If you are a fan of emotional and romantic books or movies, chances are the name “Nicholas Sparks” will ring a bell. Many people would agree that Sparks is a master when it comes to creating stories that quickly pull at a person’s heartstrings — causing them to become overly emotional before the story ends.
— Nicholas Sparks (@NicholasSparks) March 3, 2016
Even people that are not “comfortable” with crying at movies will at least agree that they have been at least “misty-eyed” while reading a Nicholas Sparks book or watching a movie adapted from one of his books.
How does he do it? How is Sparks able to “spark” that type of emotional response from his audience time after time? The longtime novelist and movie producer answered that question during a 2011 interview with Writer’s Digest.
Nicholas explained that evoking emotional responses is just “a function of the genre.”
“The purpose of what I write is to move the reader through the entire range of human emotion, so that they feel as if they’ve experienced a mini life between the covers. So, you have to not only move them through the emotions, but you have to genuinely evoke these emotions, which means you can’t manipulate the reader into feeling them. And therein lies the art of writing what I write. I don’t know how I do it—I just do it.”
Sparks further explained that the “spark of creativity” is not something that he understands very well, but it is still somehow involved in his writing process. He compared it to not being able to understand “how people can write music” — coming up with new material song after song even after having written so many of them in the past.
— Nicholas Sparks (@NicholasSparks) February 2, 2016
Even though he admittedly doesn’t understand it, he states that “people do it” — essentially adding himself to that group.
During the same interview, Nicholas Sparks shared his ultimate goal — a goal that many of his fans may agree that he has already reached and surpassed.
“It is my goal to one day write a novel that every reader I’ve ever had feels is the best thing I’ve ever written. Which is an impossible goal, I understand that—but, it is my goal nonetheless. I’ll take 90 percent… Which is tough, because for every reader who has a favorite novelist, they have a particular novel of that novelist that’s their favorite. It’s very tough to dislodge that favorite, especially with the type of stories that I write.”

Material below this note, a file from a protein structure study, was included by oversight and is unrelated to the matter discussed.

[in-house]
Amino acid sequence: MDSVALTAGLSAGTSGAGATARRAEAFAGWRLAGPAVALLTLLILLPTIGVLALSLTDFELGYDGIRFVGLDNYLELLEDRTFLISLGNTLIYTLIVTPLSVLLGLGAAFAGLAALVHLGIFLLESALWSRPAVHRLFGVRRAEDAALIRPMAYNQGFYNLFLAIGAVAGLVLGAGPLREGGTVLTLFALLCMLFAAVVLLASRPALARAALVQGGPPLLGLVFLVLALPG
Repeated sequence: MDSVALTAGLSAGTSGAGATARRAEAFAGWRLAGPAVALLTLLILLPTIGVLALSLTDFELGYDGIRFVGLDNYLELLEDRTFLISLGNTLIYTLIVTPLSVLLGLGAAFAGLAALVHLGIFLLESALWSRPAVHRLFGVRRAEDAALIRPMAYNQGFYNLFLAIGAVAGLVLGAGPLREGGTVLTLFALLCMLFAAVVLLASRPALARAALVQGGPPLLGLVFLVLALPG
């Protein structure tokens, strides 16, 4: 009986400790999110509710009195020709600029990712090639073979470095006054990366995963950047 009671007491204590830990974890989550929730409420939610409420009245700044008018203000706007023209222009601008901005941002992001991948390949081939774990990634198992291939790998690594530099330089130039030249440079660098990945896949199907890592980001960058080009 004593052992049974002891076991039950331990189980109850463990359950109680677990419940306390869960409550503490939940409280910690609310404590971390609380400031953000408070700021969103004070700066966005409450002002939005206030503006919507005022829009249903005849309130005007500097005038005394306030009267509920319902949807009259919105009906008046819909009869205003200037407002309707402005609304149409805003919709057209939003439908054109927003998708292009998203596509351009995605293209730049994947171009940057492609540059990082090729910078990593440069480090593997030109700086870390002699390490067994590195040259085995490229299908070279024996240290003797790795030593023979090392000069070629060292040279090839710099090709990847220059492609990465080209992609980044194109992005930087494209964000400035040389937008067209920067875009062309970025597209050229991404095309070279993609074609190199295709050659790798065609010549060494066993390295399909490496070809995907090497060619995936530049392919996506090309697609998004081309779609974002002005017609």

To illustrate his point, Sparks used The Notebook as an example, stating that if your spouse or parent died from Alzheimer’s, The Notebook would more than likely be your favorite novel from his growing collection of books. He admitted that dislodging that particular novel as a favorite in that case would be “very, very tough.” However, that was the goal he wanted to achieve with his writing.
Nicholas Sparks presents: another romance with the exact same poster as the other movies but different characters pic.twitter.com/tCnYlWcXO8
— Sydney Lee (@tvdsydney) April 27, 2016
Nearly 20 years ago, Nicholas Sparks’ first published novel The Notebook was released — introducing the world to the romantic novelist. It did not take very long for Sparks to make his mark in the world of literature with his novels. That overall popularity eventually allowed Sparks to enter into the wonderful world of movie adaptations.
the best of Nicholas Sparks???? pic.twitter.com/sxQomId7qu
— big boss (@etiennedeanna) April 30, 2016
His first film adaptation was the 1999 movie Message in a Bottle. The Luis Mandoki-directed film starred Robin Wright, Kevin Costner, and Paul Newman. Wright starred as Theresa Osborne, a researcher working for the Chicago Tribune that found an intriguing love letter inside of a bottle in the sand. She tracked down the man that wrote the letters, Garret Blake (played by Kevin Costner) — a widower that struggled with forgiving his wife for leaving him in death.
Message in a Bottle wonderful Movie with Kevin Costner & Robin Wright pic.twitter.com/97ijAMRYpW
— K.CostnerFanGermany (@KCostnerFanGer1) April 26, 2016
The next tearjerker from Nicholas Sparks’ collection adapted into a movie was the 2002 Adam Shankman-directed film A Walk to Remember starring Mandy Moore and Shane West. West played Landon Carter, a high school bad boy, whose life was unexpectedly changed for the better by an overlooked and frequently insulted classmate Jamie Sullivan (played by Mandy Moore).
— HelloGiggles.com (@hellogiggles) April 29, 2016
Nearly two years later, Nicholas Sparks essentially struck oil when Nick Cassavetes directed the big-screen adaptation of his first published novel The Notebook in 2004. The film boosted the Hollywood careers of Ryan Gosling and Rachel McAdams, cementing Nicholas Sparks as a master of well-crafted love stories.
— Miss H (@saharri1982) April 20, 2016
Between 1999 and 2016, 11 of Nicholas Sparks’ books have been adapted into successful box-office hits:
- Message in a Bottle (1999) – starring Kevin Costner and Robin Wright
- A Walk to Remember(2002) – starring Shane West and Mandy Moore
- The Notebook(2004) starring Ryan Gosling and Rachel McAdams
- Nights in Rodanthe(2008) starring Richard Gere and Diane Lane
- Dear John(2010) starring Channing Tatum and Amanda Seyfried
- The Last Song(2010) starring Liam Hemsworth and Miley Cyrus
- The Lucky One(2012) starring Zac Efron and Taylor Schilling
- Safe Haven (2013) starring Josh Duhamel and Julianne Hough
- The Best of Me (2014) starring James Marsden and Michelle Monaghan
- The Longest Ride (2015) starring Scott Eastwood and Britt Robertson
- The Choice (2016) starring Benjamin Walker and Teresa Palmer
Sparks’ worldwide box-office total for all 11 movies combined is more than $880 million, according to Box Office Mojo. Whether you love Nicholas Sparks’ work or not, even the most skeptical of critics has to admit that his consistent success and overall talent for evoking emotional responses are impressive.
[Image Credit: John Sciulli/Getty Images]